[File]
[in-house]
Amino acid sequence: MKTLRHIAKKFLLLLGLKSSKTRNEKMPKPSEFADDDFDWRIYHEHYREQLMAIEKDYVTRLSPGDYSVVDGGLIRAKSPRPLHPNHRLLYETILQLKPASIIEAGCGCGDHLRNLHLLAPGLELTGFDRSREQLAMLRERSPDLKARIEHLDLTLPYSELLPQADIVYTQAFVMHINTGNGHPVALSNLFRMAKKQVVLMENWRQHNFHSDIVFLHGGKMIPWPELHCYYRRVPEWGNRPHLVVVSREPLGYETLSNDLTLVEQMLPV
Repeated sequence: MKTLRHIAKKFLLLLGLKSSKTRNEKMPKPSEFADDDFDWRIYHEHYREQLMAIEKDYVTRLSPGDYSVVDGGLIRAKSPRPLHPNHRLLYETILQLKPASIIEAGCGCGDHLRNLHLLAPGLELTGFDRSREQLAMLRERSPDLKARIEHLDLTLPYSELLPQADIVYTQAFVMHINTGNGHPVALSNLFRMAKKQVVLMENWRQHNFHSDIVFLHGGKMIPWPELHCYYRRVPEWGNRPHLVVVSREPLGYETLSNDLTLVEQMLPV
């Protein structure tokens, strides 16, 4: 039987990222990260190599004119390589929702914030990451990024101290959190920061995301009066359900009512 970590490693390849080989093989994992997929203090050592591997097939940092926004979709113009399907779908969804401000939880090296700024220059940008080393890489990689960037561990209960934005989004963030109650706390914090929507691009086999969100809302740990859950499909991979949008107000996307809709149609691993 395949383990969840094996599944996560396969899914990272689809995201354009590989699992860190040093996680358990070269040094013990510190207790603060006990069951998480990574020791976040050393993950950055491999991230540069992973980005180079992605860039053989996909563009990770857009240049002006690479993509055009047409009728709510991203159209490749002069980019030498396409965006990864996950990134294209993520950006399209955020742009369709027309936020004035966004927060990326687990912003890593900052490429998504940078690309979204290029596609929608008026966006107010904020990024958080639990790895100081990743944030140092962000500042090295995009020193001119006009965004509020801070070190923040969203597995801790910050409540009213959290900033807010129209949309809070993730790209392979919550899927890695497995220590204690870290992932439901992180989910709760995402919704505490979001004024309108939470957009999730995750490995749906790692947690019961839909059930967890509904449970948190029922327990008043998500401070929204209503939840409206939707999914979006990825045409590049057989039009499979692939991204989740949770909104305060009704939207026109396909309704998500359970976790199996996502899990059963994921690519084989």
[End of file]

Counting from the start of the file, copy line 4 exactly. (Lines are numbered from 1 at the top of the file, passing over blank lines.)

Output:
């Protein structure tokens, strides 16, 4: 039987990222990260190599004119390589929702914030990451990024101290959190920061995301009066359900009512 970590490693390849080989093989994992997929203090050592591997097939940092926004979709113009399907779908969804401000939880090296700024220059940008080393890489990689960037561990209960934005989004963030109650706390914090929507691009086999969100809302740990859950499909991979949008107000996307809709149609691993 395949383990969840094996599944996560396969899914990272689809995201354009590989699992860190040093996680358990070269040094013990510190207790603060006990069951998480990574020791976040050393993950950055491999991230540069992973980005180079992605860039053989996909563009990770857009240049002006690479993509055009047409009728709510991203159209490749002069980019030498396409965006990864996950990134294209993520950006399209955020742009369709027309936020004035966004927060990326687990912003890593900052490429998504940078690309979204290029596609929608008026966006107010904020990024958080639990790895100081990743944030140092962000500042090295995009020193001119006009965004509020801070070190923040969203597995801790910050409540009213959290900033807010129209949309809070993730790209392979919550899927890695497995220590204690870290992932439901992180989910709760995402919704505490979001004024309108939470957009999730995750490995749906790692947690019961839909059930967890509904449970948190029922327990008043998500401070929204209503939840409206939707999914979006990825045409590049057989039009499979692939991204989740949770909104305060009704939207026109396909309704998500359970976790199996996502899990059963994921690519084989």